The Panama Papers Leak: 10 Things We’ve LearnedBy Megan T. Brown on April 7, 2016
It’s been compared to Edward Snowden’s NSA whistleblowing, and some are calling the Panama Papers leak “the biggest data leak in history.” 11.5 million files were released from the database of Mossack Fonseca, the fourth-largest offshore law firm in the world, exposing the ways some of the most powerful people in the world shuffle billions of dollars offshore to exploit tax havens. Here are the most shared takeaways about this monumental data discovery.
The International Consortium of Investigative Journalists released the documents to a large network of international partners after receiving them from a German newspaper. The ICIJ continues to document the key players and findings in its ongoing investigation.
The International Consortium of Investigative Journalists
The rich exploit offshore tax havens in numerous ways, as illustrated by the papers released from Panama-based Mossack Fonseca. Here are the ways corrupt individuals might use offshore structures to hide their wealth.
The elected leaders of Russia, Argentina and Iceland have been implicated in the reports, along with a member of FIFA's Independent Ethics Committee.
Mossack Fonseca defends its business practices, saying it has not been accused of any wrongdoing over the past 40 years. According to the documents, the firm's financial services offered include assisting business clients in hiding their wealth.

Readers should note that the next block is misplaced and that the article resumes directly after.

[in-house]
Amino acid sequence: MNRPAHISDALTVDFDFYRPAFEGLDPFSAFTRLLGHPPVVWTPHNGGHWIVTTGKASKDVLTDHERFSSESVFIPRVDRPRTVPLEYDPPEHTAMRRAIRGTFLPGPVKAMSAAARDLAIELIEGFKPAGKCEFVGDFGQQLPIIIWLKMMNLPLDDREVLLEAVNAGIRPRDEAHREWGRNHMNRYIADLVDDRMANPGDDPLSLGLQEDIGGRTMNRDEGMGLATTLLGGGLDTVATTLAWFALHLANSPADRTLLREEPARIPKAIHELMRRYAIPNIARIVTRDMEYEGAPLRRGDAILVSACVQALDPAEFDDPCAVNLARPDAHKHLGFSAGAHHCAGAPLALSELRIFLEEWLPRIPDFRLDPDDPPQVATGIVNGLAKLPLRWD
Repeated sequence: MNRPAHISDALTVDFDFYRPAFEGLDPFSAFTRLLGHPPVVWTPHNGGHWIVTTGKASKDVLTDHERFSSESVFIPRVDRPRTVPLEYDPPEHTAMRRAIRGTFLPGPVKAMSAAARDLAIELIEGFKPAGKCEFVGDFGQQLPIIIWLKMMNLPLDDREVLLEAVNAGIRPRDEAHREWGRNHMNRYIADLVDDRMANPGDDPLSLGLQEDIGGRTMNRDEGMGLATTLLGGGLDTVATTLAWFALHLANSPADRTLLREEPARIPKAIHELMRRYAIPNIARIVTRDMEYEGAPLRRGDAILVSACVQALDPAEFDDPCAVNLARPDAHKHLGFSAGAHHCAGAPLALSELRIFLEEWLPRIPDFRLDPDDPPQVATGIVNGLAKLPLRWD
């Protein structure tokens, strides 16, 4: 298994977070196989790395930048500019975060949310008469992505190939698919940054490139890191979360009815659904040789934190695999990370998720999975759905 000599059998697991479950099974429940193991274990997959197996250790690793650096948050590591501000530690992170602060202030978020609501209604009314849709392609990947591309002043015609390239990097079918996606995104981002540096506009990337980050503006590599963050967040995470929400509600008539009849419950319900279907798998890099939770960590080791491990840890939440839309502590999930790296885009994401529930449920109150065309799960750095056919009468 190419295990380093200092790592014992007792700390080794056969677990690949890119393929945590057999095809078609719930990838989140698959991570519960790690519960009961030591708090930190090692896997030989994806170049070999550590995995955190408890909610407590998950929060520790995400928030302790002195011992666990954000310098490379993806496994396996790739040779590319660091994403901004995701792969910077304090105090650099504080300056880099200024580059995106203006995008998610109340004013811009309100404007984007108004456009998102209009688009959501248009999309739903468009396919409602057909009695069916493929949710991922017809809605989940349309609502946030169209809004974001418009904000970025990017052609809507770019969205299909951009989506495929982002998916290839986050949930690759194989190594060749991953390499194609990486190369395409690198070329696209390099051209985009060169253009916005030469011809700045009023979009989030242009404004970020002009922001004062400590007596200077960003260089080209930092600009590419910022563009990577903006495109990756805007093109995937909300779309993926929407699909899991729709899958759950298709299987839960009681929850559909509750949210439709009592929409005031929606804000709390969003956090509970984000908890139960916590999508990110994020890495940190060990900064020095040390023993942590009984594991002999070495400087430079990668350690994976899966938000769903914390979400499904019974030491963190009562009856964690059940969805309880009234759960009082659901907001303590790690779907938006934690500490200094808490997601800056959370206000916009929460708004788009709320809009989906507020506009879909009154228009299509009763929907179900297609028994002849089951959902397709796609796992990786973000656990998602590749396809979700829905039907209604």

The scandal has further incensed Americans against "global elite" figures, a demographic with which Clinton is often associated, and her involvement is being questioned due to her push for the Panama Free Trade Agreement (FTA) during her tenure as Secretary of State.
EPA via The Independent
The Panama FTA pushed by President Obama and then-Secretary of State Clinton was met with opposition from government watchdogs prior to its signing in 2011, and now the agreement bars the United States from taking action against the tax haven.
Reuters via International Business Times
The 2.6-terabyte exchange of information included more than 4.8 million emails, 3 million database files, and 2.1 million PDFs from the law firm and was initiated via a series of encrypted chats between German reporter Bastian Obermayer and an anonymous source.
Naqiewe/Getty Images via Wired
Though it's impossible to know how much money exists in offshore tax havens, economics experts estimate that it totals at least $7.6 trillion – around 8 percent of the world's financial wealth – and has likely increased by about 25 percent over the last five years.
Data from 214,488 "offshore entities" spread throughout 200 countries and territories was included in the Mossack Fonesca files. The firm asserts the majority of is clients are "regulated entities, such as premier banks, attorneys, accountants, other law firms, trust companies, etc."
Kirill Kudryavtsev/AFP/Getty Images via NPR
The Podesta Group, founded by the chairman of Clinton's campaign, signed up to lobby for Washington's Sberbank of Russia. The bank is allegedly tied to Vladimir Putin & his associates, and has been implicated in the ongoing tangle of information unearthed by the documents.